I Will Wish Upon a Star: On Peace, Dares and Letting go
Christmas: love it, hate it - it's here. And so are you.
What are you doing to treat stress, anxiety and depression over the Holidays?
Sometimes the loss of structure, even for a few days, when we stop putting so much energy into work or let our minds wander to the possibilities in things, trips me up. It's unexpected. All at once you're not distracted, and you're feeling things.
Maybe you're numb?
Maybe you're wondering what to do with yourself? Maybe you're bored. I get bored really easily, which is a gap I tend to fill with sugar. Before I show you this year's only mildly disastrous efforts at filling that void (I don't cook. I microwave. Occasionally, if I'm being particularly adventurous, I grill) here are some thoughts towards having a little more peace in our hearts and minds.
You don't have to hold back
Coping with anxiety: It's more important than I can possibly explain in 4-600 words, to acknowledge the things that you haven't let go of. They're holding you back. They're keeping you off balance.
These are the things that will wake you in the night.
When the panic has finally gone to bed, when you're done for the day and you wonder what's next - what do you think of then? Do you believe there's a way out?
I don't believe anyone has to just live with anxiety
I've spent a long time furiously trying to set things aside, get on with it, not fret because what are they, anyway? "Just" anxious thoughts? Just stuff, whatever?
But they are the breath and the blood of all the things I haven't said, that might never be, and that I don't dare or think or do. Just in case. They're life, for the living. If I can let go enough to set them free. Even if the thought of doing so freaks me the he// out.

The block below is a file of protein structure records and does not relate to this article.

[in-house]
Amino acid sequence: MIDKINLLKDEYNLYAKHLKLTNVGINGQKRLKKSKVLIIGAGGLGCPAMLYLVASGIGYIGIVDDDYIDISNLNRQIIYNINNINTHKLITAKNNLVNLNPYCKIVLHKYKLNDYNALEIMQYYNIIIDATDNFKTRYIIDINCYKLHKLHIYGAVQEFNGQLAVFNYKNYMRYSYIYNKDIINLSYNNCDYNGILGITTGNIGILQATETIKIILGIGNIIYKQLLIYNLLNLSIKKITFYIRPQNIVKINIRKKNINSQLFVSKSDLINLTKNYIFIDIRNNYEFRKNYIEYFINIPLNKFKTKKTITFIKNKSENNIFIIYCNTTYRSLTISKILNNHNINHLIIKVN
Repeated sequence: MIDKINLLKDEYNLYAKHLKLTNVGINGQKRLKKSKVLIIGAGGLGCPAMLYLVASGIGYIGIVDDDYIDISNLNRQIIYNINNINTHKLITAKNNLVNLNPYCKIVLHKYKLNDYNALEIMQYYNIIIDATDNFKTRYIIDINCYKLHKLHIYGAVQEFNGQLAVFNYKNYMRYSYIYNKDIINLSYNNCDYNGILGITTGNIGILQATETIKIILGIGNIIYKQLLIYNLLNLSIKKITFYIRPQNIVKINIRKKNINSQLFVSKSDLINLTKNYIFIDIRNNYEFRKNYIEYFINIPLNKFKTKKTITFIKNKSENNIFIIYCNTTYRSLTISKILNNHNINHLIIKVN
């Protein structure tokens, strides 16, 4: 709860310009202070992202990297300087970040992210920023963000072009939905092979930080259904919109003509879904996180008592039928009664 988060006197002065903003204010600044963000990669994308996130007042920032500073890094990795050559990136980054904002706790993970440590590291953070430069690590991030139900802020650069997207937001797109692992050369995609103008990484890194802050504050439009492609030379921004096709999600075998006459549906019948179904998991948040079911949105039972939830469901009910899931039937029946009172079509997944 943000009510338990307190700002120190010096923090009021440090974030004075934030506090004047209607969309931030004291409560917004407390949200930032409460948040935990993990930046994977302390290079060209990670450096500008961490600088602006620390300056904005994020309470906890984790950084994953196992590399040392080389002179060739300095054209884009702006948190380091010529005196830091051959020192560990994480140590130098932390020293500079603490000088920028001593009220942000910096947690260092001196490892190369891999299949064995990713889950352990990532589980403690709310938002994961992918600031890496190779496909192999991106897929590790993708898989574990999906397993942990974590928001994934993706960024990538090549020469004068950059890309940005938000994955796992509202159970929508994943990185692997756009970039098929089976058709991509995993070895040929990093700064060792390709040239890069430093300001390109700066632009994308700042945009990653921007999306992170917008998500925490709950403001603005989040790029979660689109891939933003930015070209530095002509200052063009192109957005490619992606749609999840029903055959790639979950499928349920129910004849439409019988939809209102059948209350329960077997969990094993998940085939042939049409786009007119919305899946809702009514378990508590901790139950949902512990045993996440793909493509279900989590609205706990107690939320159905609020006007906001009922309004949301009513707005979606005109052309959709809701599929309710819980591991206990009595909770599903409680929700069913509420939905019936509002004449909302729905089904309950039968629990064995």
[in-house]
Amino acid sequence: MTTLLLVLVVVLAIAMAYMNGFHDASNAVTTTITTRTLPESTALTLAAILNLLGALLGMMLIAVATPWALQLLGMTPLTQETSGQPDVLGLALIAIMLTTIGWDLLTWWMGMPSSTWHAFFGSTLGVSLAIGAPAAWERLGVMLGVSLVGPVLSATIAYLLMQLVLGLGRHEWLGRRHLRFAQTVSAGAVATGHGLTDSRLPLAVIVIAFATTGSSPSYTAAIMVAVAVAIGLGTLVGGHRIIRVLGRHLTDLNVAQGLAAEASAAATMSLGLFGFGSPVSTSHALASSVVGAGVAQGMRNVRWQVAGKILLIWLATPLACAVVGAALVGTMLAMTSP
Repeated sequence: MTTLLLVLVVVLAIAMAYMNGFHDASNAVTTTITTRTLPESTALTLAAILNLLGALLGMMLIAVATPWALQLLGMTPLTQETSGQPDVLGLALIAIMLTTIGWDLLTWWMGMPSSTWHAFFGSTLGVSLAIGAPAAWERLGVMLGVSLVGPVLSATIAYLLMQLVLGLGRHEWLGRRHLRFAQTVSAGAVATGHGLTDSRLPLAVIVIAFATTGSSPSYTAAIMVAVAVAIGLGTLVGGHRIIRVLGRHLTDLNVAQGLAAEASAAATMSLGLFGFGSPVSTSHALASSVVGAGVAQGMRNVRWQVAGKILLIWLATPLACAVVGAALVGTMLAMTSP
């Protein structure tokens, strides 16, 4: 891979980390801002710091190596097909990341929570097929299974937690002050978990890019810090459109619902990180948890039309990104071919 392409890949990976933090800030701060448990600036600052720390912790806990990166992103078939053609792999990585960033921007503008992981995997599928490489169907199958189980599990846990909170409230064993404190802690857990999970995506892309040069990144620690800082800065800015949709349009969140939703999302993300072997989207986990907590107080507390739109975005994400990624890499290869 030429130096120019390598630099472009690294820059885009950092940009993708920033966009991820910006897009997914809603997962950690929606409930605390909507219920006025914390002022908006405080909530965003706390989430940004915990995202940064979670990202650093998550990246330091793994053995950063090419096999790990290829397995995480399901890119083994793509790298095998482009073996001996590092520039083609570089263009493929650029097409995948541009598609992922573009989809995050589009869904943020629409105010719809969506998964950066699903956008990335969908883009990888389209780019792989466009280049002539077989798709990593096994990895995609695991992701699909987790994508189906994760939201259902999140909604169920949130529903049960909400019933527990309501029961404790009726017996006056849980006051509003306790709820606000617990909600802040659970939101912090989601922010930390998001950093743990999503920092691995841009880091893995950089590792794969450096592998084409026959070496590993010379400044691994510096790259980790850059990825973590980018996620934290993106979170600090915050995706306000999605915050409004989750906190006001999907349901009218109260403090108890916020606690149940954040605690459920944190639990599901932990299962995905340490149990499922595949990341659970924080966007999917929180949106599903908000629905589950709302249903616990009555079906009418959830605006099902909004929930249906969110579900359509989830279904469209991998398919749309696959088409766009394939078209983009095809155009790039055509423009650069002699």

What do you really want?
I want to feel good, better, peaceful. I want to let go. But that means I have to feel something first.
Feel it, sit with it, stay with it. Whatever it is. Because the panic and the fear tells me it probably isn't going to be that great at first. So I usually do what all good and anxious folks do and avoid it. No matter the cost.
Eventually, though. Eventually, the cost matters.
What is it you're holding back?
Do you have things to say?
It really is OK to say you're anxious, and it's OK to tell me that you're scared.
It's OK to be uncertain.
Let yourself have faith in something; Speak up when you are silenced - most of all when you silence yourself.
Look for joy in all the shadows, and know that it really is OK to go in search of brighter, better things - to find comfort wherever and whenever you need.
It's OK to stand up for yourself, and it's OK to be heard.
It's OK to set limits, to say no or yes or maybe. Know that it's OK to be who you are - even if that person isn't who you'd thought you'd be at the end of 2010.
To all my readers, and to all my friends, I hope that the Holidays bring a little more peace, and JOY, into your lives.
It really is OK to take the time to care about yourselves, and about the little things - the things which change lives, and make lives - which recreate us in the hope stirred in with the chaos of the season.
Merry Christmas, Happy Holidays, to everyone!
White, K. (2010, December 24). I Will Wish Upon a Star: On Peace, Dares and Letting go, HealthyPlace. Retrieved on 2020, July 4 from https://www.healthyplace.com/blogs/treatinganxiety/2010/12/and-i-will-wish-upon-a-star-on-peace-dares-letting-go